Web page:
Question # 1: My husband and I are redoing a portion of our landscape. I have always loved burning bush (Euonymus alata) but I saw it listed on a publication about invasive plants. The fall color is so beautiful. Is there a native shrub I can plant as a substitute that will also provide the same effect?
Answer #2: Burning bush is a shrub that is used in many landscapes. Its major downfall is that it is invasive, meaning it is difficult to control the spread into native areas displacing the plants that should be growing there. There a few native alternatives that will provide the fall interest you are looking for. Red chokeberry (Aronia arbutifolia), Virginia sweetspire (Itea virginica), mapleleaf viburnum (Viburnum acerfolium) and highbush blueberry (Vaccinium corymbosum) are native shrubs with beautiful ornamental value.
Question #2: I noticed last summer that there was an increase in the Japanese beetle population in my area from previous years. Being that the winter is relatively warm does that mean I will be seeing even more of them this summer?
Answer #2: Insect populations do vary from year to year and weather does play a large part in this phenomena. But for the Japanese beetle conditions at the time when the adult beetles are laying eggs plays the largest role in their populations. The droughty summers we experienced a few years ago greatly contributed to the decline in their numbers. The beetles need moist soil to lay their eggs and for the eggs to be viable. This happens to be another good reason homeowners should let their fescue lawns go dormant in the summer instead of watering them. The drier lawns will have less grub problems at the end of the summer.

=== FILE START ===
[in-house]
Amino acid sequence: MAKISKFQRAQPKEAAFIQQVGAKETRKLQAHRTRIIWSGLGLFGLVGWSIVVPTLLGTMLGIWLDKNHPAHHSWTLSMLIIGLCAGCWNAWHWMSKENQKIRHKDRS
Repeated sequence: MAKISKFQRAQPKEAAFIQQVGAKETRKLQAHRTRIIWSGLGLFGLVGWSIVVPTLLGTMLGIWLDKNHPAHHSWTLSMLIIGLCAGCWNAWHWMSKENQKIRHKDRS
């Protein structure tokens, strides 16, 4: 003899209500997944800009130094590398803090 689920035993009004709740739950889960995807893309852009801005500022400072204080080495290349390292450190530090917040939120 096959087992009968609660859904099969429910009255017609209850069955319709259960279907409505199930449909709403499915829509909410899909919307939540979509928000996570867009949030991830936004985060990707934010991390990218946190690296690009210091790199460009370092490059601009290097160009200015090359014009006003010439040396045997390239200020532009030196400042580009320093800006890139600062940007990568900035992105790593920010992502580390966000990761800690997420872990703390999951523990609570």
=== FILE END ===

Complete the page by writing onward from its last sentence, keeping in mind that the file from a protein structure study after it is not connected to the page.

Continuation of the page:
Question #3: My vegetable garden is being shaded by my neighbor’s trees and I do not have another area in my yard where it can be moved to. My deck does receive full sun and I was wondering if it is possible to grow vegetables on my deck in containers.
Answer #3: Yes, it is possible to grow vegetables in containers. This is also a good option for homeowners that have deer pressure or soil-borne disease problems. You do not have to purchase special containers; we even have a publication with instructions on converting a five gallon bucket into a self-watering garden. We also have plans to construct a ‘salad table’ or a ‘salad box’, which are perfect for growing lettuce and other greens. Lack of sunlight should not deter you from enjoying homegrown produce this season. Look for HG 600 Container Vegetable Gardening: Healthy Harvest from Small Places and HG 601 Grow Your Own Greens with Salad Tables or Salad Boxes on our vegetable website (www.growit.umd.edu). You will find them under ‘get resources’ then ‘publications’.
“Ask the Plant and Pest Professor” is compiled from phone and email questions asked the Home and Garden Information Center (HGIC), part of University of Maryland Extension, an educational outreach of the University of Maryland. To ask a home gardening or pest control question or for other help, go to www.hgic.umd.edu. Or phone HGIC at 1-800-342-2507, Monday through Friday, 8 a.m. to 1 p.m. Follow us on Facebook and Twitter.
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